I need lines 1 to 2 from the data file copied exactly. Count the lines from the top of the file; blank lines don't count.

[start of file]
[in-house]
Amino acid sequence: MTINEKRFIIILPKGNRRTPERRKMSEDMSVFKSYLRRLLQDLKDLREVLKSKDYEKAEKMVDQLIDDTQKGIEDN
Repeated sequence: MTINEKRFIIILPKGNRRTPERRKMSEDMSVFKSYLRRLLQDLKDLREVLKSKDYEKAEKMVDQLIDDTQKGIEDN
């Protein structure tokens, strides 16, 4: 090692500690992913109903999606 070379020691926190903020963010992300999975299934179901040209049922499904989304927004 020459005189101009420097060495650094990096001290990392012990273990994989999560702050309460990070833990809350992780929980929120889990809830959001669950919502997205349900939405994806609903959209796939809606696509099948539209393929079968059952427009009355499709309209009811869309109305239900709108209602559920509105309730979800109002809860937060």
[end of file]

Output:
[in-house]
Amino acid sequence: MTINEKRFIIILPKGNRRTPERRKMSEDMSVFKSYLRRLLQDLKDLREVLKSKDYEKAEKMVDQLIDDTQKGIEDN